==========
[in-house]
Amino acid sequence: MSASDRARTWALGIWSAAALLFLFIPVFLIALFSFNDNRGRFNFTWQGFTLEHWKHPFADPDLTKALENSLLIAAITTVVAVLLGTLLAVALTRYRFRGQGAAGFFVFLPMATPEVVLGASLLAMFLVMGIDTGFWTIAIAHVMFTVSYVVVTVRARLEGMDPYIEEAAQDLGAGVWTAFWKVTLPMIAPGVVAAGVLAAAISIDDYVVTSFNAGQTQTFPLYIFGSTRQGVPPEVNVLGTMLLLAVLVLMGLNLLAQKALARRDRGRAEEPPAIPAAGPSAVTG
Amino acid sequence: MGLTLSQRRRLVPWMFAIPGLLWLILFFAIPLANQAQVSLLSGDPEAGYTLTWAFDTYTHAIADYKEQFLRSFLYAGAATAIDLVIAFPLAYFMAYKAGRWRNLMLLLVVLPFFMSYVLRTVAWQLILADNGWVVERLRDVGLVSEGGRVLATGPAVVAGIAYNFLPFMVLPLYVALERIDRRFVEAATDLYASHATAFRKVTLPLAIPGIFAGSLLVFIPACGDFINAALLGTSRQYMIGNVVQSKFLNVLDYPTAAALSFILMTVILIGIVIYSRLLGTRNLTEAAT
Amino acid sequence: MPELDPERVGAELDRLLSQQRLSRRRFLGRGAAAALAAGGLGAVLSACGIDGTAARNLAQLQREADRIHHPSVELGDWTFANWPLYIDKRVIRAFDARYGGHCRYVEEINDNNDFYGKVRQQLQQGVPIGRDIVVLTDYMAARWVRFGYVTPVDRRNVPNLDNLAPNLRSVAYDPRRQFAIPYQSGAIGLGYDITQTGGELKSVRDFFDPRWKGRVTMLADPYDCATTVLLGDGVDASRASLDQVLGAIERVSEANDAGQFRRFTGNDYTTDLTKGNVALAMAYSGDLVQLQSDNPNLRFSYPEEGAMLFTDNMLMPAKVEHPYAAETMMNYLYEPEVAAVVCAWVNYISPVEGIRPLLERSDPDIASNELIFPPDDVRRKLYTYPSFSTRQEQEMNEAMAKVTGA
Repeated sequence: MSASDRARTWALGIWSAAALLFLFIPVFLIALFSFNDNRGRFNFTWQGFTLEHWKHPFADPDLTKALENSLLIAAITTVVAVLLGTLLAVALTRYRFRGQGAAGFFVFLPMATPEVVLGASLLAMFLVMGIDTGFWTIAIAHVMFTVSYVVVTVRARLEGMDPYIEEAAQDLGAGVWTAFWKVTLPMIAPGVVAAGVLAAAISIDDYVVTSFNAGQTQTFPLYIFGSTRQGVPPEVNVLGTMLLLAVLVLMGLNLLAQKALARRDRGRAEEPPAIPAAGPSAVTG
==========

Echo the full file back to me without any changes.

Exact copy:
[in-house]
Amino acid sequence: MSASDRARTWALGIWSAAALLFLFIPVFLIALFSFNDNRGRFNFTWQGFTLEHWKHPFADPDLTKALENSLLIAAITTVVAVLLGTLLAVALTRYRFRGQGAAGFFVFLPMATPEVVLGASLLAMFLVMGIDTGFWTIAIAHVMFTVSYVVVTVRARLEGMDPYIEEAAQDLGAGVWTAFWKVTLPMIAPGVVAAGVLAAAISIDDYVVTSFNAGQTQTFPLYIFGSTRQGVPPEVNVLGTMLLLAVLVLMGLNLLAQKALARRDRGRAEEPPAIPAAGPSAVTG
Amino acid sequence: MGLTLSQRRRLVPWMFAIPGLLWLILFFAIPLANQAQVSLLSGDPEAGYTLTWAFDTYTHAIADYKEQFLRSFLYAGAATAIDLVIAFPLAYFMAYKAGRWRNLMLLLVVLPFFMSYVLRTVAWQLILADNGWVVERLRDVGLVSEGGRVLATGPAVVAGIAYNFLPFMVLPLYVALERIDRRFVEAATDLYASHATAFRKVTLPLAIPGIFAGSLLVFIPACGDFINAALLGTSRQYMIGNVVQSKFLNVLDYPTAAALSFILMTVILIGIVIYSRLLGTRNLTEAAT
Amino acid sequence: MPELDPERVGAELDRLLSQQRLSRRRFLGRGAAAALAAGGLGAVLSACGIDGTAARNLAQLQREADRIHHPSVELGDWTFANWPLYIDKRVIRAFDARYGGHCRYVEEINDNNDFYGKVRQQLQQGVPIGRDIVVLTDYMAARWVRFGYVTPVDRRNVPNLDNLAPNLRSVAYDPRRQFAIPYQSGAIGLGYDITQTGGELKSVRDFFDPRWKGRVTMLADPYDCATTVLLGDGVDASRASLDQVLGAIERVSEANDAGQFRRFTGNDYTTDLTKGNVALAMAYSGDLVQLQSDNPNLRFSYPEEGAMLFTDNMLMPAKVEHPYAAETMMNYLYEPEVAAVVCAWVNYISPVEGIRPLLERSDPDIASNELIFPPDDVRRKLYTYPSFSTRQEQEMNEAMAKVTGA
Repeated sequence: MSASDRARTWALGIWSAAALLFLFIPVFLIALFSFNDNRGRFNFTWQGFTLEHWKHPFADPDLTKALENSLLIAAITTVVAVLLGTLLAVALTRYRFRGQGAAGFFVFLPMATPEVVLGASLLAMFLVMGIDTGFWTIAIAHVMFTVSYVVVTVRARLEGMDPYIEEAAQDLGAGVWTAFWKVTLPMIAPGVVAAGVLAAAISIDDYVVTSFNAGQTQTFPLYIFGSTRQGVPPEVNVLGTMLLLAVLVLMGLNLLAQKALARRDRGRAEEPPAIPAAGPSAVTG